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Deal or No Deal? London Tech Leaders Weigh In on Brexit

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As the bright cliffs of freedom edge ever closer and we prepare to take back control from our EU overlords, remoaners still insist on pointing out pesky facts.

London is Europe’s leading tech hub fuelled by talent from across the continent. A bad deal threatens to undermine the most dynamic part of our economy @AndyCockburn Click To Tweet

For many years the tech sector has been the bonniest jewels in UK PLC’s crown, paraded as a shining example of innovation, growth and general coolness. I myself enjoyed working in and around Silicon Roundabout for many years and can honestly say that it’s been fun and utterly humbling to be around so many brilliant people contributing so much to the country’s economy. Some of them were even British.

“As a Northern Ireland native, I’ve seen first hand the difficulty that division can cause, just as I can see the major and needless impact that Brexit is having on bringing back the divisions on that island. Isolation and protectionism has never proven to be a positive long term strategy, and that is becoming clear in this case too. And with more in the tech industry, and in the UK as a whole, considering themselves citizens of the world, we risk closing our doors and driving away a diverse set of people that help make us all better.”

Rob Elkin, Busuu

We now had 2 years of due diligence on Brexit and the British people deserve a vote on this deal. Anything else would be highly irresponsible and undemocratic @bernardooo ‏ Click To Tweet

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Cartoon by Bruce MacKinnon @CH_Cartoon

Show me a thriving start-up that is not a melting pot of cultures from all over the world and you’d seriously be looking at an anomaly. It’s never been surprising for me to hear dozens of languages being spoken around the office, and to be constantly asking my colleagues how to best pronounce their names.

We employ a bunch of highly skilled people and 70% of our staff don’t have a UK passport. Finding and attracting great team members is a major challenge and is the single biggest constraint on our growth. Anything we can do to make it easier for smart people to come to the UK is a bonus. Doing the opposite is frankly economic suicide. Adam Fudakowski, CEO, Switchee

To me, such places are living proof that diversity breeds innovation, so to talk about adopting policies that would make Britain (to borrow some government terminology here) a “hostile environment” for immigration really seems to a move designed to drain the lifeblood from the creative industries – tech included.

We punch above our weight, which means we have a lot to lose. The country of Magna Carta and the Mother of Parliaments deserves a meaningful debate on concrete options, and a vote based on considered strategic goals @richmarr ‏ Click To Tweet

“The UK and especially London has become a vibrant and globally successful centre for technology innovation. Many of the most exciting start up businesses here have been founded by immigrant entrepreneurs and grown with UK and European employees joining the companies as they grow rapidly.” Simon Murdoch, Managing Partner, Episode 1 Ventures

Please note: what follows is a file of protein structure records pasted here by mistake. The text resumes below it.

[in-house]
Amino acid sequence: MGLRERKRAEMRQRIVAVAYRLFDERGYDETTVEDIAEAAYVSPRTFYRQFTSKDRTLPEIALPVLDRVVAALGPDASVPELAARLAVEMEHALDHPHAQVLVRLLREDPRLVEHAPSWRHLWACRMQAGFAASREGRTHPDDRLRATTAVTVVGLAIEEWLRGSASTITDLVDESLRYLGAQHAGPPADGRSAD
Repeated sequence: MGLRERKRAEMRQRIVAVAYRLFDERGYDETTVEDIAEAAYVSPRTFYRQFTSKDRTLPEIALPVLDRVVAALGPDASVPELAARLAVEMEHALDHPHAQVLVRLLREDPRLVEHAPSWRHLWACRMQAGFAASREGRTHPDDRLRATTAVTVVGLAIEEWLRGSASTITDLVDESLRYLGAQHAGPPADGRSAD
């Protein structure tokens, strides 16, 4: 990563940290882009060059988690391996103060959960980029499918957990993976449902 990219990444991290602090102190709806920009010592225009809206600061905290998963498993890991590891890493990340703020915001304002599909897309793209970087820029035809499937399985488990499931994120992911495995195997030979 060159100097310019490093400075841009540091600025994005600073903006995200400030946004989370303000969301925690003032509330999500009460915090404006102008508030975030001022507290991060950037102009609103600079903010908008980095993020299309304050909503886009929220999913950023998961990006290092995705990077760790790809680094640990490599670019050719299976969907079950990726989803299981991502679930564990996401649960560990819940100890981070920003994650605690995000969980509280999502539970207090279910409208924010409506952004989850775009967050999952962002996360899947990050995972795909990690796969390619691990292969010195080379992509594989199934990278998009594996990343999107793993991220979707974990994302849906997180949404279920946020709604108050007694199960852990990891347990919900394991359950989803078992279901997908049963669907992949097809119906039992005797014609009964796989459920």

As anyone who’s ever worked in a start-up will also attest to, a huge part of a company’s energy and resources goes towards attracting, recruiting and retaining talent. Competition is dog-eat-dog fierce and even with freedom of movement allowing European citizens from 29 countries to come and work in London without any restrictions, it was still a challenge to get the right people on board – there just aren’t enough qualified individuals to go around, British or otherwise.

“Our world leading digital industry is being led into a back water of mediocrity by a crop of leaders who don’t even know what Brexit they want and why they want it. By keeping the best talent in the world out with central government quotas on immigration they’ve pulled down the shutters. Digital leaders will simply start up elsewhere. Toby Beresford, Rise

The Bank of England recently released figures that showed the UK economy is currently 1% smaller than expected two years ago, and this climate of economic uncertainty caused by Brexit is also affecting financing in the sector: Funding from the European Investment Fund has collapsed since the Brexit vote, and a replacement scheme has yet to be assured long-term by the government. The European Investment Bank, which backs a majority of the United Kingdom’s VC funds, has slashed deals with UK VCs and private equity groups by more than two-thirds, with no equivalent funding from the UK government in sight.

Having worked in Silicon Roundabout for many years I can say how fun and humbling it was to be around so many brilliant people who contributed so much to the UK economy. Some of them were even British Click To Tweet

So it comes as no surprise to hear that over 80 UK technology and innovation leaders have signed up as supporters of new tech business group Tech For UK, calling on the Government to back a meaningful vote by the people, on the actual terms of Brexit (something that sadly seems increasingly unlikely).

The Brexiteers admit they can't deliver the Brexit they promised so we deserve a vote on the one they've got us instead @GeorgeBevis ‏ Click To Tweet

Tech For UK represents the founders of many of the most innovative and successful businesses in the UK technology sector including Martha Lane Fox of Lastminute.com and Doteveryone, Ben Whitaker, Founder of Masabi, the UK rail ticketing startup, Bernhard Niesner, founder of the language learning giant Busuu, lending giant Zopa, and George Bevis, founder of small business banking provider Tide, among many others. It is also backing Best For Britain in its fundraising campaign for a meaningful vote on the terms of Brexit and the option to Remain and lead in the EU.